Deceived by every other name. The woman went, and Jane remained

31. With all she e'er had loved the best, In all but Him our sins have been, His hand upon her bosom strained, And wrestlings fierce of fevered mind; Her face by his, but not in rest. In Him alone on earth is seen 21.

God's perfect Will for all mankind. In herlarge eyes the unthought-of tears

32. Gathered fully, gathered slowly,

• The shadows round me close and And o'erflowed their azure spheres,

press, Drops of pain, but pure and holy. But still that radiant Star I see, 22.

And more I seem its light to bless The lingering minutes, measured out Than aught near worlds could give to By that sad rain, drew on and on, Till Henry feebly turned about,

33. And raised his eyes, and heaved a • Through chill and fire, and smoke groan.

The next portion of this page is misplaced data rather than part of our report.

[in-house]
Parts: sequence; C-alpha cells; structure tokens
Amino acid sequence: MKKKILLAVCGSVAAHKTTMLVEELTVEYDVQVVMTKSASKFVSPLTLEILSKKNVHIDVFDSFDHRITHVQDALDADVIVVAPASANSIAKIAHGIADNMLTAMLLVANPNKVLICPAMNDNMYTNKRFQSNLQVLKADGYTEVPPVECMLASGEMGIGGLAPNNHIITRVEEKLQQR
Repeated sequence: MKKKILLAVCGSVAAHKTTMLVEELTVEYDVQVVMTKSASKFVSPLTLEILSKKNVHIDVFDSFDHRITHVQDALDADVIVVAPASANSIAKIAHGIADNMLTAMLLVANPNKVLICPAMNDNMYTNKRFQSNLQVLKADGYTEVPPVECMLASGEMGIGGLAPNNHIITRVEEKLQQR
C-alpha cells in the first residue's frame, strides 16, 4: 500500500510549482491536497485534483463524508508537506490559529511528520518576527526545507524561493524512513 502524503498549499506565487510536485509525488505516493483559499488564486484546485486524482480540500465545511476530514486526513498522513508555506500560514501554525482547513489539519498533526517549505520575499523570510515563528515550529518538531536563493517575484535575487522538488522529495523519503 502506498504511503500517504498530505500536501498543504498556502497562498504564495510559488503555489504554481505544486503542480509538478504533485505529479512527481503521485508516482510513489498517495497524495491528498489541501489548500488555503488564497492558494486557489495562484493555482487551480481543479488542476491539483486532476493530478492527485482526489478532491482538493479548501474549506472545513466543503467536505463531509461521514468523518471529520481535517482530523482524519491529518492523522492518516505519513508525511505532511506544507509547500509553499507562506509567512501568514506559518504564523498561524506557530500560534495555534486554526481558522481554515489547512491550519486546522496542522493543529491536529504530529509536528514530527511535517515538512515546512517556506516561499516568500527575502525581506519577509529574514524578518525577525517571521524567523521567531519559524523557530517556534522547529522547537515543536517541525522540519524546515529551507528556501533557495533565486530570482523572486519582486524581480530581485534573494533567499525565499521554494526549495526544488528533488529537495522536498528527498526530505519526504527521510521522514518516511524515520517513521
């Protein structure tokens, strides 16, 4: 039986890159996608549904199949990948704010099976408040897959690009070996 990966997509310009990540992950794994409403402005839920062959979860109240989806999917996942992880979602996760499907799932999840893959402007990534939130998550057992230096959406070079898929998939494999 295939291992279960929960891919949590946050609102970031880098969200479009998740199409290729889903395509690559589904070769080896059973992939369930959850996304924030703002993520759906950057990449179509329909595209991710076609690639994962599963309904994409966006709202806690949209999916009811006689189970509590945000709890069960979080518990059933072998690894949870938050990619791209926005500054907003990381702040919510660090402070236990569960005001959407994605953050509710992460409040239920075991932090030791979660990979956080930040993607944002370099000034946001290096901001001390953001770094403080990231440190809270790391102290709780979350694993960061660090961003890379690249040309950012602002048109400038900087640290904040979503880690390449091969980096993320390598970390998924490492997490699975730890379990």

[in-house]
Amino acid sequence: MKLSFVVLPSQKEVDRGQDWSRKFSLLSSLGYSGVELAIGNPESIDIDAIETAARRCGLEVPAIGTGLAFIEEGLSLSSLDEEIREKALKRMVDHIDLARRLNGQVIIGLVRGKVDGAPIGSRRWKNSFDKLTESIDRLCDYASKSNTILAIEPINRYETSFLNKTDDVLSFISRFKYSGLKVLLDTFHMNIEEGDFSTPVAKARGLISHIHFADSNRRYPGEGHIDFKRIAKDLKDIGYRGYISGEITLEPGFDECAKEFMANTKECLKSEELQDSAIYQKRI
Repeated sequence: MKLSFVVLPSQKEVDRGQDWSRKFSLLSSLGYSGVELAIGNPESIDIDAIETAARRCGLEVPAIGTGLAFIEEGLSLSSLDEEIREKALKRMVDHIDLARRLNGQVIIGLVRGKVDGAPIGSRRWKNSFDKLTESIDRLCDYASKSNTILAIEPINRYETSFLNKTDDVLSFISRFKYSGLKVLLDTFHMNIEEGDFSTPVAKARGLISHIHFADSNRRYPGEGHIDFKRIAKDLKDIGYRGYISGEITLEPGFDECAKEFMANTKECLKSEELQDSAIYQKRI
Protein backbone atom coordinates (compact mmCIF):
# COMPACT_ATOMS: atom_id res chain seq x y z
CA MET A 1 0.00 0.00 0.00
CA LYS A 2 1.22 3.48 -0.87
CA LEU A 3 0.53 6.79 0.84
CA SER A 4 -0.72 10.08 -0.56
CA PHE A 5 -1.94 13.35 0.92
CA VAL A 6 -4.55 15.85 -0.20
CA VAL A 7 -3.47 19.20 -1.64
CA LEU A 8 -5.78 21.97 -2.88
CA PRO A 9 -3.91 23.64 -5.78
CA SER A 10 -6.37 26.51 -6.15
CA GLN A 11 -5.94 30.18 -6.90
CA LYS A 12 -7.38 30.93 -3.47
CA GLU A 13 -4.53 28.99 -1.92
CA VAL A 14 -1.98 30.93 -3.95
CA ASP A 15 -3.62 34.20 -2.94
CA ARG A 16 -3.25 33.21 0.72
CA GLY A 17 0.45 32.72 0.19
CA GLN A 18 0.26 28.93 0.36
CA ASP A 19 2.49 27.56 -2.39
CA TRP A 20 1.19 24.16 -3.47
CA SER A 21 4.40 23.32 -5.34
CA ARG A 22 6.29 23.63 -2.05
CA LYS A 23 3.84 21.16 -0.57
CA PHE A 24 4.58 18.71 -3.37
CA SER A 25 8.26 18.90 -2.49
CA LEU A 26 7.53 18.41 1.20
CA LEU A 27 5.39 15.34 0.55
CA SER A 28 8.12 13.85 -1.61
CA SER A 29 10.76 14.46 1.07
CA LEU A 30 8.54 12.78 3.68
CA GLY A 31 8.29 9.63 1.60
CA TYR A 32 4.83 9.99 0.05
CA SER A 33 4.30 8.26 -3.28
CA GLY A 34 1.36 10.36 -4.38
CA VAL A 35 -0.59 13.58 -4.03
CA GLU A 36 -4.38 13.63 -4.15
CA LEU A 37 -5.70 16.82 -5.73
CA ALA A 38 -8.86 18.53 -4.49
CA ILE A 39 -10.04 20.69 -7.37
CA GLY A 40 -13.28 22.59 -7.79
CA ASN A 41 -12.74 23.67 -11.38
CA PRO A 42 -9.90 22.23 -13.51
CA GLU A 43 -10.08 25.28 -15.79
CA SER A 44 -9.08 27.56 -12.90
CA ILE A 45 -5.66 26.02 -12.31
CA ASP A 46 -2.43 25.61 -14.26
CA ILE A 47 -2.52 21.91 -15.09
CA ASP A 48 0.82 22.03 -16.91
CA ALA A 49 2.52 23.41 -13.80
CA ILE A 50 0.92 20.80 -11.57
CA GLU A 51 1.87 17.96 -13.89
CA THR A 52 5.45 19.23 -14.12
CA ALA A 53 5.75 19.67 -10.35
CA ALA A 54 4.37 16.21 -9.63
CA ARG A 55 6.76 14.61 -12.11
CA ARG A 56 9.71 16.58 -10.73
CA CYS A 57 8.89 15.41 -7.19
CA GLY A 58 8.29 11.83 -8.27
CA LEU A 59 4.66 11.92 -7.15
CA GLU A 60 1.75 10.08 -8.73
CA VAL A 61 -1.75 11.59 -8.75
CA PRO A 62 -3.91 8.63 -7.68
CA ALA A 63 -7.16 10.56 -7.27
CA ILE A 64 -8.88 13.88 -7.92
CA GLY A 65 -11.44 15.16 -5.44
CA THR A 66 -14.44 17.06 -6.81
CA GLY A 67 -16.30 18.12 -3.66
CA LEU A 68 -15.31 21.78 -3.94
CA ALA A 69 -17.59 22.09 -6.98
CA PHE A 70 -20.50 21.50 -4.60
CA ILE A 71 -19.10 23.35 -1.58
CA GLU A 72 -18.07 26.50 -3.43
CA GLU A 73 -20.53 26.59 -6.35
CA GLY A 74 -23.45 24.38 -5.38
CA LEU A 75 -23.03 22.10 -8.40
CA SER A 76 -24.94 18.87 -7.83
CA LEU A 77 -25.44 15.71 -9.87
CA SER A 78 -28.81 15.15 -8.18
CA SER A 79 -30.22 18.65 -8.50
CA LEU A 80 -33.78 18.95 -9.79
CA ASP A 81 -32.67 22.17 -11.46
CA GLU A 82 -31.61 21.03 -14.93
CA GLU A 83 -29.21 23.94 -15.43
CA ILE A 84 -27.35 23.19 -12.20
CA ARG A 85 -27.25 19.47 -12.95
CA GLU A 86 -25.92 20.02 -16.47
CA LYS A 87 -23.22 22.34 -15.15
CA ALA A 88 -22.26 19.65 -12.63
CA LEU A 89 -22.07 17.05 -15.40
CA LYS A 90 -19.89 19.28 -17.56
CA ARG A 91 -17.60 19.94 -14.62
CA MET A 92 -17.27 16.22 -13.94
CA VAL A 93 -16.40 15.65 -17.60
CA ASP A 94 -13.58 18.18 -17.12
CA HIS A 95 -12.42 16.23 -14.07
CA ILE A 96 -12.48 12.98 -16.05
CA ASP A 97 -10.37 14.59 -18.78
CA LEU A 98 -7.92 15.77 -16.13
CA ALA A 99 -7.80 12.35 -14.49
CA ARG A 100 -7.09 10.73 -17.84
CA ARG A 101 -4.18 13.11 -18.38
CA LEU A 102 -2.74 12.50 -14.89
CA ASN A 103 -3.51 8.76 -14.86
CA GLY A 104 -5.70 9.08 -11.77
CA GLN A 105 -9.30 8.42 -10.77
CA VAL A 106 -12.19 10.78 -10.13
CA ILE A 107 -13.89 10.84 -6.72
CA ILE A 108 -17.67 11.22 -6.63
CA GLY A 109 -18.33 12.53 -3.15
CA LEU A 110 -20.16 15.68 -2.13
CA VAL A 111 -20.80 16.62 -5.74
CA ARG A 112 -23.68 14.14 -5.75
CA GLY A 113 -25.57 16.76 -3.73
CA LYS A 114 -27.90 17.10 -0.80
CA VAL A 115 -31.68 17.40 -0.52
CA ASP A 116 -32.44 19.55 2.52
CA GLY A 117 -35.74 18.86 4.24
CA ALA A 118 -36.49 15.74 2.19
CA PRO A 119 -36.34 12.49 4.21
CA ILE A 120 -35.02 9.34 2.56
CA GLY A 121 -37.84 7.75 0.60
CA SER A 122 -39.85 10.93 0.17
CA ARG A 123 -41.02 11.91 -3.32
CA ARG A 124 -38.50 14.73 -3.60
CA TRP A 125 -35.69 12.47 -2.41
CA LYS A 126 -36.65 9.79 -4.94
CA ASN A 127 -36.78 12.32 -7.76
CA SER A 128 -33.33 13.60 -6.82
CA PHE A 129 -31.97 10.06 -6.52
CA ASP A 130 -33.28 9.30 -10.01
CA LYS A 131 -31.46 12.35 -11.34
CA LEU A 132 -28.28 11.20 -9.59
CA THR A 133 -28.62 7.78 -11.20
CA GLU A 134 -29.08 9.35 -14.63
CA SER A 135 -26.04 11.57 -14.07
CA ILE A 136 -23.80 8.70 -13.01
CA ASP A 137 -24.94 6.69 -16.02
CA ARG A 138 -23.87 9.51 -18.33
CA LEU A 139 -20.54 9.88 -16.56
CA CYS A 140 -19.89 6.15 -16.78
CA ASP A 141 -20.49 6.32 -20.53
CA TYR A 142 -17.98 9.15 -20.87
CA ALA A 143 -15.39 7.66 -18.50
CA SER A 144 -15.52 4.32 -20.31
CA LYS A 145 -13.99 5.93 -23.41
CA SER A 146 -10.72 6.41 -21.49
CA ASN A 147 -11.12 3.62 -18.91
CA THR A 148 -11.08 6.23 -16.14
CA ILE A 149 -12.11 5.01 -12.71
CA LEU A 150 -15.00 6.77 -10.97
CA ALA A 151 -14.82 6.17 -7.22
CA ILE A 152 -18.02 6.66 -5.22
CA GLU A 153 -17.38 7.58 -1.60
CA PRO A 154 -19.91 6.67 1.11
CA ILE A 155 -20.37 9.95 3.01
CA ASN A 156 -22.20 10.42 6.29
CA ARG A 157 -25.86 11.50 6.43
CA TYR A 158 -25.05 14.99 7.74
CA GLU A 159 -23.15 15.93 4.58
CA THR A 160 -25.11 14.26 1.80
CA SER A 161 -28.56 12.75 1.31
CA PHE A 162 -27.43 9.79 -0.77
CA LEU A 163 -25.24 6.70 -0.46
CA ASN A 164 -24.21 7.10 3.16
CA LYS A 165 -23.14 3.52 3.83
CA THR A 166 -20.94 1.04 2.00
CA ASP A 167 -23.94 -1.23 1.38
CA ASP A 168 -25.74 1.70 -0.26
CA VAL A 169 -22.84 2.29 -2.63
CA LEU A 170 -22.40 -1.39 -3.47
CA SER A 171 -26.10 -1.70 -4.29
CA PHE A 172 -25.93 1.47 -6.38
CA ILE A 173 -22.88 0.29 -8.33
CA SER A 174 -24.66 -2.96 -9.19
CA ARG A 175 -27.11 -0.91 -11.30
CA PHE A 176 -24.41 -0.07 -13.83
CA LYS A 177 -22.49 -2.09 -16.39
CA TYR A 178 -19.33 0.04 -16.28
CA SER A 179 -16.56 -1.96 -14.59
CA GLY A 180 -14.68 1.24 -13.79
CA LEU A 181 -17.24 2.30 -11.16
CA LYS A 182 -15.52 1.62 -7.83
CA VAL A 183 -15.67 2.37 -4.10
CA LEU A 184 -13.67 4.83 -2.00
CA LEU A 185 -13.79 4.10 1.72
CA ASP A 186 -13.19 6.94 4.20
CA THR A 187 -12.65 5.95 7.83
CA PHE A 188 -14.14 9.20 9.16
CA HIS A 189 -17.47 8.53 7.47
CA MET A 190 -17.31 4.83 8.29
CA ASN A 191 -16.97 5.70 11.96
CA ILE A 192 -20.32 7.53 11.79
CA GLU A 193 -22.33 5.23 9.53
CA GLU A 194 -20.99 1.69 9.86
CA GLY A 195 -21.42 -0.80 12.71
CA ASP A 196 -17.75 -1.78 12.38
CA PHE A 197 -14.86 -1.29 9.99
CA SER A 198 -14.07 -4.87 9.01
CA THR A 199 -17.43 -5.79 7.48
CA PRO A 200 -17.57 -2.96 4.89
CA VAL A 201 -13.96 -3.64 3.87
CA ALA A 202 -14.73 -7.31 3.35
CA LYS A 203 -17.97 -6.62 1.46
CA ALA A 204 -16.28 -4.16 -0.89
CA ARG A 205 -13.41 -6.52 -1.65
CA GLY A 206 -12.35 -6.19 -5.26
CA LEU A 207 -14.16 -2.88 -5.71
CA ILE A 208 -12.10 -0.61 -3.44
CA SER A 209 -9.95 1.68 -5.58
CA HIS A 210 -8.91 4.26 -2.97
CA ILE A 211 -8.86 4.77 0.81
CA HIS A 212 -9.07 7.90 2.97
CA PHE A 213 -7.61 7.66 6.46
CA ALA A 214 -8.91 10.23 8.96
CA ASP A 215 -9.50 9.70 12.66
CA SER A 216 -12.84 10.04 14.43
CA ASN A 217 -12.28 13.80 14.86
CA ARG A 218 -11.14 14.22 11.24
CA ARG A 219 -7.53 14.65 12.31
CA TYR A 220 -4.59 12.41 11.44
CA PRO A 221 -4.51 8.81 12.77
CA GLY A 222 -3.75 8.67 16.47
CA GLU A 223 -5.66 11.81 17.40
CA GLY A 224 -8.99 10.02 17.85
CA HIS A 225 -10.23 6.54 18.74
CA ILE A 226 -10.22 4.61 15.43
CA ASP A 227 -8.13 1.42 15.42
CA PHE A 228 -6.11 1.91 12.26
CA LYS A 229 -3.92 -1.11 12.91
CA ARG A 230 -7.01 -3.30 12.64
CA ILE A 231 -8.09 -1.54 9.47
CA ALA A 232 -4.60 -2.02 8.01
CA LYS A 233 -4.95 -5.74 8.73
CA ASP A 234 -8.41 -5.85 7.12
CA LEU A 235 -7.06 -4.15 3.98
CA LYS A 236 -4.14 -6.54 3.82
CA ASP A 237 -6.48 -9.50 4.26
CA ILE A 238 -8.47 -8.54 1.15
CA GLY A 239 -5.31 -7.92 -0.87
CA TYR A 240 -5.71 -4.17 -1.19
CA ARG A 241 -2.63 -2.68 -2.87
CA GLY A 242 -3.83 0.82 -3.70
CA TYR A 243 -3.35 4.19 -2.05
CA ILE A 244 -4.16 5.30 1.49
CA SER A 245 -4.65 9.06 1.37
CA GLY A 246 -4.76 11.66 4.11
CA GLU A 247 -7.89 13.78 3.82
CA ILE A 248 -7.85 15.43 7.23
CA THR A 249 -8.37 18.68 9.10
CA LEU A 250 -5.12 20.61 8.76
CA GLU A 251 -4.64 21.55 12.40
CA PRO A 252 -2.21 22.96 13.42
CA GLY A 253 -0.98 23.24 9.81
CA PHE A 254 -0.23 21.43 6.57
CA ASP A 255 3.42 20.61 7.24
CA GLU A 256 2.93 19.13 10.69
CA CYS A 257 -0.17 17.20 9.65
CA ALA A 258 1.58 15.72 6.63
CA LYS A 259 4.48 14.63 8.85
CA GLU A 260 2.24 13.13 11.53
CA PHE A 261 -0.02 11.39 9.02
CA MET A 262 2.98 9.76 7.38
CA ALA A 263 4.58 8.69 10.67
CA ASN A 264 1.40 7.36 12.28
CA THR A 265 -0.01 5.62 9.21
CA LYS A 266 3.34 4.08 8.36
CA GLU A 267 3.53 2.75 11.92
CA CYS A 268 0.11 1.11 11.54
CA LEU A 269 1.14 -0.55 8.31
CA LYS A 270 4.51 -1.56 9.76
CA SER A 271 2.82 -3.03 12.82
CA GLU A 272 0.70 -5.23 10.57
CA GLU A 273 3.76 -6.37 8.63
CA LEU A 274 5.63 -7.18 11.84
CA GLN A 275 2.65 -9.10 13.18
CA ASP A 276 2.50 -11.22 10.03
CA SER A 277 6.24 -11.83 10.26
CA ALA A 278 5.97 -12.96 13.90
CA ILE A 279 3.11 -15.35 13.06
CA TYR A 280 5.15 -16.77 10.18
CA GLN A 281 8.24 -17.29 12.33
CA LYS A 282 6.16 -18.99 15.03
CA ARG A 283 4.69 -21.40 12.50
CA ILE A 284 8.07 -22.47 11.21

and pain, 23.

It calmly shines with widening orb, • Dear Jane," he said, “my only And while to those great beams I love!

strain, I feel I have not long to stay ;

All dark, all brightness they absorb." 'Tis good, almost my hopes above,

34. That you are not away.

His upward look drew light and peace 24.

From some unclouded source above; “ 'Tis not that I have much to tell The tears of Jane had learnt to cease, Before my lips their breath resign; And she was hushed in fearless love. But, oh! 'tis peace, 'tis more than well,

35. While thus my hand is clasped in But, sighing slow, he turned from thine.

heaven 25.

To gaze at her, his lamp on earth, For here upon my bed of death With thoughts that need not be for. Is with me all that earth can give;

given, Thus God supports the fearless faith For they, too, claimed a sinless birth. Which cannot cease to live.

36. 26.

“ My more than dear, my wife”-he “ My mother, and that humble friend, said The boys that were my flock, and thou, “ I leave a toilsome lot to thee; To none beside my thoughts extend, To bear, a widow, though unwed, Save Him whose heaven is near me The lonely memory of me.